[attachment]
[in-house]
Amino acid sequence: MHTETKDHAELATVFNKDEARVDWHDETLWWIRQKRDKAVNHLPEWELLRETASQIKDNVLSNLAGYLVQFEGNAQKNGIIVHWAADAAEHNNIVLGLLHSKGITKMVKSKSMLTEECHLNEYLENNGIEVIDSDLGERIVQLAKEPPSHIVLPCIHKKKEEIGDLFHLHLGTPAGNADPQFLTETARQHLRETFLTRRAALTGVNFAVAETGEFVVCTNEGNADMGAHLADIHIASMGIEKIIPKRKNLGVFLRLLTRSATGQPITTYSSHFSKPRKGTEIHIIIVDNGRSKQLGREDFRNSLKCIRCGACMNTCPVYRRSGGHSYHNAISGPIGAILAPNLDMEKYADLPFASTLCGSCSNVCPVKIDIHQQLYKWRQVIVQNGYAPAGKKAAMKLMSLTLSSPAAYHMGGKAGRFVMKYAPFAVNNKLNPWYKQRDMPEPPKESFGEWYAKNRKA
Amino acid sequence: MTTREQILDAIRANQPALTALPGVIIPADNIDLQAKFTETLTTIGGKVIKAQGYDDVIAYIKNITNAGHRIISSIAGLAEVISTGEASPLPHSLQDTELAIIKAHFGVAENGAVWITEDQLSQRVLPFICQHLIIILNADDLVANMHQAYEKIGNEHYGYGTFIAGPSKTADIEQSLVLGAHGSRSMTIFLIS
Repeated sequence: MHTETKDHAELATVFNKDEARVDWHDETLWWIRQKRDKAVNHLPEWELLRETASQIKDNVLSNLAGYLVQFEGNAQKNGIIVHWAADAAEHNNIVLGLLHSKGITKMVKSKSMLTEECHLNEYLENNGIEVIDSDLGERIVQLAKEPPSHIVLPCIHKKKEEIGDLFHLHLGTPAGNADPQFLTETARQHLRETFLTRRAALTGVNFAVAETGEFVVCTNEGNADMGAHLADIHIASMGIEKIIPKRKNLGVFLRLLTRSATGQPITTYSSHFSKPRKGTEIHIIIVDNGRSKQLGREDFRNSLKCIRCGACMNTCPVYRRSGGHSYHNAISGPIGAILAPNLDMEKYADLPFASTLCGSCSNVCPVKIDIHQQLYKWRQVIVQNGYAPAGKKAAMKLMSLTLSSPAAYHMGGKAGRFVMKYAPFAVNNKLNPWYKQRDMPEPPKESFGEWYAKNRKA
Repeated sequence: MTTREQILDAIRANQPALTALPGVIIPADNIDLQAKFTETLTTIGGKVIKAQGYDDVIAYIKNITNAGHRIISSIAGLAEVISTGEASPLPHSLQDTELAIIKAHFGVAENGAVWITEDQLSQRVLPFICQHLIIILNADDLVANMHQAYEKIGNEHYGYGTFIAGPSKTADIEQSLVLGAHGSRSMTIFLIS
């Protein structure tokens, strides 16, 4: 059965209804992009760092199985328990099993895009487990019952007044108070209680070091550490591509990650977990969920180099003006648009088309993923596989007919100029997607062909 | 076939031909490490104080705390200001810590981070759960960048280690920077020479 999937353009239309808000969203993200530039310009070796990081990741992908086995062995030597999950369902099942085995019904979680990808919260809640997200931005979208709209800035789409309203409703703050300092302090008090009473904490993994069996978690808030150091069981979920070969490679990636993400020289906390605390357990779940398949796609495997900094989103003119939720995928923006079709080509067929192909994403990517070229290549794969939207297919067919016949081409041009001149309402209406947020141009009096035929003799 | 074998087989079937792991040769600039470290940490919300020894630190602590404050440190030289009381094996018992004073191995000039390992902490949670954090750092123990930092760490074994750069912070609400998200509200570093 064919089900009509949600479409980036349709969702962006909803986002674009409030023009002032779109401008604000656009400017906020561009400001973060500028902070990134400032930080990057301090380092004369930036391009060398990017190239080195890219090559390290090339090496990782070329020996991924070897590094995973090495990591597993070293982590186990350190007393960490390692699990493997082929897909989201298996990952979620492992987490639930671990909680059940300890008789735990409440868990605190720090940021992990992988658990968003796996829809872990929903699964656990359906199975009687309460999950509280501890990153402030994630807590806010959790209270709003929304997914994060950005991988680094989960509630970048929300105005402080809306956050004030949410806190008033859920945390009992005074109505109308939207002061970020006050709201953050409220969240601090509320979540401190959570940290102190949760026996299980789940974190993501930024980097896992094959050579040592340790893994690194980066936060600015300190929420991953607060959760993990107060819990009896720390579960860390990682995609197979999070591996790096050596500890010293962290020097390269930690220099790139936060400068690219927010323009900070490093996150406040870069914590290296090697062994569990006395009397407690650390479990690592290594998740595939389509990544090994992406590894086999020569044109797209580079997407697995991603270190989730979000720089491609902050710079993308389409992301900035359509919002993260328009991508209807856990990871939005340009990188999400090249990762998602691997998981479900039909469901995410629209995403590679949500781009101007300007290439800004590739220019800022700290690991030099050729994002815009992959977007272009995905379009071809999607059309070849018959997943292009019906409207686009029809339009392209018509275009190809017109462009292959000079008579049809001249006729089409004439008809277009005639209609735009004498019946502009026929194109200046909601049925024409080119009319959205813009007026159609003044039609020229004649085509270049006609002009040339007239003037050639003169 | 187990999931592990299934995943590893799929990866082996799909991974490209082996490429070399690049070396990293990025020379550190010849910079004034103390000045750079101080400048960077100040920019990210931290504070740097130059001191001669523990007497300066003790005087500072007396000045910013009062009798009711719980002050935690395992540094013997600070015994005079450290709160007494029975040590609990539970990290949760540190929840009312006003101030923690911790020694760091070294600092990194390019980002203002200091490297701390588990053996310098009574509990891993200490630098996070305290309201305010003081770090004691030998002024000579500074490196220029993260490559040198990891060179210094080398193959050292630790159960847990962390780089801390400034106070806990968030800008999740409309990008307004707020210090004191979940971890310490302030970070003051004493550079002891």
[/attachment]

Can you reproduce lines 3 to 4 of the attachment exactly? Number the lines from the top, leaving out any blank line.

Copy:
Amino acid sequence: MTTREQILDAIRANQPALTALPGVIIPADNIDLQAKFTETLTTIGGKVIKAQGYDDVIAYIKNITNAGHRIISSIAGLAEVISTGEASPLPHSLQDTELAIIKAHFGVAENGAVWITEDQLSQRVLPFICQHLIIILNADDLVANMHQAYEKIGNEHYGYGTFIAGPSKTADIEQSLVLGAHGSRSMTIFLIS
Repeated sequence: MHTETKDHAELATVFNKDEARVDWHDETLWWIRQKRDKAVNHLPEWELLRETASQIKDNVLSNLAGYLVQFEGNAQKNGIIVHWAADAAEHNNIVLGLLHSKGITKMVKSKSMLTEECHLNEYLENNGIEVIDSDLGERIVQLAKEPPSHIVLPCIHKKKEEIGDLFHLHLGTPAGNADPQFLTETARQHLRETFLTRRAALTGVNFAVAETGEFVVCTNEGNADMGAHLADIHIASMGIEKIIPKRKNLGVFLRLLTRSATGQPITTYSSHFSKPRKGTEIHIIIVDNGRSKQLGREDFRNSLKCIRCGACMNTCPVYRRSGGHSYHNAISGPIGAILAPNLDMEKYADLPFASTLCGSCSNVCPVKIDIHQQLYKWRQVIVQNGYAPAGKKAAMKLMSLTLSSPAAYHMGGKAGRFVMKYAPFAVNNKLNPWYKQRDMPEPPKESFGEWYAKNRKA